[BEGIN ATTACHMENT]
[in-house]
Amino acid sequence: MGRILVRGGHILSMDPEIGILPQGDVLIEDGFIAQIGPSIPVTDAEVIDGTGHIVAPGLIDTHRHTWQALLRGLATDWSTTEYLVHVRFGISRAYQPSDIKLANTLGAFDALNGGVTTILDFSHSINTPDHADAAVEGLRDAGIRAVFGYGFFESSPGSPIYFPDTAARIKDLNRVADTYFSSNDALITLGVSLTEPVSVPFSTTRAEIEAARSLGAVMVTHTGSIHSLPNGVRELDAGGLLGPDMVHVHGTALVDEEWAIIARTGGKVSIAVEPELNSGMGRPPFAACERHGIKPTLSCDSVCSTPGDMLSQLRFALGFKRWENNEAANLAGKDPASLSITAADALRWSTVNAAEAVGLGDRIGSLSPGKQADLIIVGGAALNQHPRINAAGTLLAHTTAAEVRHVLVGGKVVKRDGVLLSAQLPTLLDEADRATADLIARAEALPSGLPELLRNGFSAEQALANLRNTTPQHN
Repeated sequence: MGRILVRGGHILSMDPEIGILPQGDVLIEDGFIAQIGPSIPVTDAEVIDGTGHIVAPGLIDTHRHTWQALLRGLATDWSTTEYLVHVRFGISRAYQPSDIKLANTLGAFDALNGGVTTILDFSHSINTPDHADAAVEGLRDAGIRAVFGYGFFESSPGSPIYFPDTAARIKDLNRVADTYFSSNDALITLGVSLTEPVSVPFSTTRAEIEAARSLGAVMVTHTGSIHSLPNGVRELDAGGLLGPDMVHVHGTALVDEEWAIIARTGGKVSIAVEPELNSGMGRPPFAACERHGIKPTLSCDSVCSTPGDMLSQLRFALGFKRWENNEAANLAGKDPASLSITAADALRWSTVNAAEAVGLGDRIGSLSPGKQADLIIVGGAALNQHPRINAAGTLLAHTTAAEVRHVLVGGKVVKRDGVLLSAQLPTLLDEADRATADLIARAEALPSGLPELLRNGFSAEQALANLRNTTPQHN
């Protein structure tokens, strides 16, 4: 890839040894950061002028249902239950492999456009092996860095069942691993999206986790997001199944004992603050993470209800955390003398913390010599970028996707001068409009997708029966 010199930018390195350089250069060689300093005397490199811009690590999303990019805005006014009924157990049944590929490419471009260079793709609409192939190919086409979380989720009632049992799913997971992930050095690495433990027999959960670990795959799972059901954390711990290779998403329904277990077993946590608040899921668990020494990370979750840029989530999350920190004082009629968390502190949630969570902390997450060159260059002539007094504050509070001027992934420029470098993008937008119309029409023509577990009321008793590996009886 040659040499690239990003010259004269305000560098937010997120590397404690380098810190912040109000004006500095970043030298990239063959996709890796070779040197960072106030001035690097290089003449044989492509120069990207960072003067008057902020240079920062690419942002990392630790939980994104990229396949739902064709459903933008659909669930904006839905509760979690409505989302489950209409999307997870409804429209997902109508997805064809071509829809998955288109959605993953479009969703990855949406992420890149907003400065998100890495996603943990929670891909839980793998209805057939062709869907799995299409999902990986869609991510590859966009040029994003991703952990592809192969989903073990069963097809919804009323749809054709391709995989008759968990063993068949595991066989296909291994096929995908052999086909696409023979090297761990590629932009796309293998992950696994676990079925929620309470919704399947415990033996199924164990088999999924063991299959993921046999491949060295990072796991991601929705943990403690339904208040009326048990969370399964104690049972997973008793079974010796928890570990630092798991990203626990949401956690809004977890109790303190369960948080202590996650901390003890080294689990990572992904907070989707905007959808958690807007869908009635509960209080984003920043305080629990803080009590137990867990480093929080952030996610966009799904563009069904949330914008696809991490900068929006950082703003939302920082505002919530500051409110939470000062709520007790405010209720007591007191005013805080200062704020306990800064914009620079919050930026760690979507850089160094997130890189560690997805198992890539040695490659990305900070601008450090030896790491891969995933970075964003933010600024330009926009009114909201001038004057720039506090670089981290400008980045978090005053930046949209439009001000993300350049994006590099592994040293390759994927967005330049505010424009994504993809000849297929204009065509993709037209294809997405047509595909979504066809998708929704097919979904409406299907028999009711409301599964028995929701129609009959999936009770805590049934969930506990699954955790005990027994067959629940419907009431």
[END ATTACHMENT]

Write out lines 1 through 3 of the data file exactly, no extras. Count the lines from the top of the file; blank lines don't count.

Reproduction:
[in-house]
Amino acid sequence: MGRILVRGGHILSMDPEIGILPQGDVLIEDGFIAQIGPSIPVTDAEVIDGTGHIVAPGLIDTHRHTWQALLRGLATDWSTTEYLVHVRFGISRAYQPSDIKLANTLGAFDALNGGVTTILDFSHSINTPDHADAAVEGLRDAGIRAVFGYGFFESSPGSPIYFPDTAARIKDLNRVADTYFSSNDALITLGVSLTEPVSVPFSTTRAEIEAARSLGAVMVTHTGSIHSLPNGVRELDAGGLLGPDMVHVHGTALVDEEWAIIARTGGKVSIAVEPELNSGMGRPPFAACERHGIKPTLSCDSVCSTPGDMLSQLRFALGFKRWENNEAANLAGKDPASLSITAADALRWSTVNAAEAVGLGDRIGSLSPGKQADLIIVGGAALNQHPRINAAGTLLAHTTAAEVRHVLVGGKVVKRDGVLLSAQLPTLLDEADRATADLIARAEALPSGLPELLRNGFSAEQALANLRNTTPQHN
Repeated sequence: MGRILVRGGHILSMDPEIGILPQGDVLIEDGFIAQIGPSIPVTDAEVIDGTGHIVAPGLIDTHRHTWQALLRGLATDWSTTEYLVHVRFGISRAYQPSDIKLANTLGAFDALNGGVTTILDFSHSINTPDHADAAVEGLRDAGIRAVFGYGFFESSPGSPIYFPDTAARIKDLNRVADTYFSSNDALITLGVSLTEPVSVPFSTTRAEIEAARSLGAVMVTHTGSIHSLPNGVRELDAGGLLGPDMVHVHGTALVDEEWAIIARTGGKVSIAVEPELNSGMGRPPFAACERHGIKPTLSCDSVCSTPGDMLSQLRFALGFKRWENNEAANLAGKDPASLSITAADALRWSTVNAAEAVGLGDRIGSLSPGKQADLIIVGGAALNQHPRINAAGTLLAHTTAAEVRHVLVGGKVVKRDGVLLSAQLPTLLDEADRATADLIARAEALPSGLPELLRNGFSAEQALANLRNTTPQHN